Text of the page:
In compiled code, you can sometimes find instructions which do not directly represent the code written by the programmer but were added by the compiler for its own purposes or due to the requirements of the environment the program is executing in.
Skippable instruction kinds
Compiled functions usually have prolog instructions at the start which perform various bookkeeping operations, for example:
- preserve volatile registers used in the function’s body;
- set up new stack frame for the current function;
- allocate stack space for local stack variables;
- initialize the stack cookie to detect buffer overflows;
- set up exception handlers for the current function.
In a similar manner, a function’s epilog performs the opposite actions before returning to the caller.
In switch patterns there may also be instructions which only perform additional manipulations to determine the destination of an indirect jump and do not represent the actual logic of the code.
To not spend time analyzing such boilerplate or uninteresting code and only show the “real” body of the function, the decompiler relies on processor modules to mark such instructions.
Showing skippable instructions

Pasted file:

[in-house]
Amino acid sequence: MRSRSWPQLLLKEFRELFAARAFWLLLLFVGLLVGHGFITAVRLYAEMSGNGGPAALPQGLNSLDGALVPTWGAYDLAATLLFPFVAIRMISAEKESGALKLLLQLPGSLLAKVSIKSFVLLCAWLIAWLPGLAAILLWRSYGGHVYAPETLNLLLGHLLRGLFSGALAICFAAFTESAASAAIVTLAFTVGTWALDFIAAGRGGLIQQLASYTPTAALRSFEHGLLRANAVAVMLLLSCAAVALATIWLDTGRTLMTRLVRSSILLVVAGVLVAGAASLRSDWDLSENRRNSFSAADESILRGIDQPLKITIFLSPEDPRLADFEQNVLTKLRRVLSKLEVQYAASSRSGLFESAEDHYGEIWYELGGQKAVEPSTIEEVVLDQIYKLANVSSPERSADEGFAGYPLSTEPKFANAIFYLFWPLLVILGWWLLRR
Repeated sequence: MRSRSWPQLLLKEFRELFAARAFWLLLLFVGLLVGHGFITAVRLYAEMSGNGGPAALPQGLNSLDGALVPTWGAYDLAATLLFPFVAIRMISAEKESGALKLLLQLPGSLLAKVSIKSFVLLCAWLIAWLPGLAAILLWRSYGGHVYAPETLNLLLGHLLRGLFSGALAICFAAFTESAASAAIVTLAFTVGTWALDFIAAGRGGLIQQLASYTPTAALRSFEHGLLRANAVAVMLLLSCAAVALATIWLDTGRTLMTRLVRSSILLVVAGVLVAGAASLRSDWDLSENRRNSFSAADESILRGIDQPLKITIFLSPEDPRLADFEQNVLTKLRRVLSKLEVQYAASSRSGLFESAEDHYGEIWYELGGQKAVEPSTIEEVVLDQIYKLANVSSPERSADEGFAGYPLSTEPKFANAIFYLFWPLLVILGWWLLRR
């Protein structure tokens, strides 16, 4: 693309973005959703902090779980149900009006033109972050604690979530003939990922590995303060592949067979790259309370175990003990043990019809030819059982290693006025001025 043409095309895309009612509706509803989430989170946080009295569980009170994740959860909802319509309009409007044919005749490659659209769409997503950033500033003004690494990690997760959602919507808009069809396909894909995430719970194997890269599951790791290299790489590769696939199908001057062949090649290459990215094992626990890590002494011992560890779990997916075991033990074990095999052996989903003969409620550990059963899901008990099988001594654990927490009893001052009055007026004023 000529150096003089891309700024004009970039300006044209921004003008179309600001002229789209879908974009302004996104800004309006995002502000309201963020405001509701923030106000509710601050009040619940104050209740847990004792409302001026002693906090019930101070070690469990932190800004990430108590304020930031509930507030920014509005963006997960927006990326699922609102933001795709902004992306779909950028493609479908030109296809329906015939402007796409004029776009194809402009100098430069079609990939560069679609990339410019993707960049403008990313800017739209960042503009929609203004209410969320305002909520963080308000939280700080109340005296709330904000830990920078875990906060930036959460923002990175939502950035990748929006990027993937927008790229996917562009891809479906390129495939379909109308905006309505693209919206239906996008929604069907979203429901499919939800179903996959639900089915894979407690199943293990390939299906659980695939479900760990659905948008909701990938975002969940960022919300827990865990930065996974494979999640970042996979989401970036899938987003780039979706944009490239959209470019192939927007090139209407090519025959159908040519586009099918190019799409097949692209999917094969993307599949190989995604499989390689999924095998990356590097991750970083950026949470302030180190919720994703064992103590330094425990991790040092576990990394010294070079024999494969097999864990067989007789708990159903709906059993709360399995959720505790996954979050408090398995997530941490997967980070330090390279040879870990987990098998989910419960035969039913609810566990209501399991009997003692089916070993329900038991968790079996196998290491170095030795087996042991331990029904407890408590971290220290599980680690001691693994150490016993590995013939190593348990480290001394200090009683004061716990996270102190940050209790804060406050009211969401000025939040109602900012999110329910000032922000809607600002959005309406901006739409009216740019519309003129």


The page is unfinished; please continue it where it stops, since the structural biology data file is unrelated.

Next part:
By default skipped instructions are not distinguished visually in any way. To enable their visualization, create a text file
idauser.cfg with the following contents:
#ifdef __GUI__ PROLOG_COLOR = 0xE0E0E0 // grey EPILOG_COLOR = 0xE0FFE0 // light green SWITCH_COLOR = 0xE0E0FF // pink #endif
Place the file in the user directory (
%appdata%\Hex-Rays\IDA Pro on Windows,
$HOME/.idapro on Unix) and restart IDA or reload the database to the observe the effect in the disassembly listing.
After creating the configuration file:
As you can see, the first three and last two instructions are highlighted in the specified colors. These instructions will be skipped during decompilation.
Modifying skippable instructions
There may be situations where you need to adjust IDA’s idea of skipped instructions. For example, IDA may fail to mark some register saves as part of prolog (this may manifest as accesses to uninitialized variables in the pseudocode). In that case, you can fix it manually:
- In the disassembly view, select the instruction(s) which should be marked;
- invoke Edit > Other > Toggle skippable instructions…;
- select the category (prolog/epilog/switch) and click OK.
In case of an opposite problem (IDA erroneously marked some instructions which do necessary work), perform the same actions, except there won’t be a dialog at step 3 – the instructions will be unmarked directly.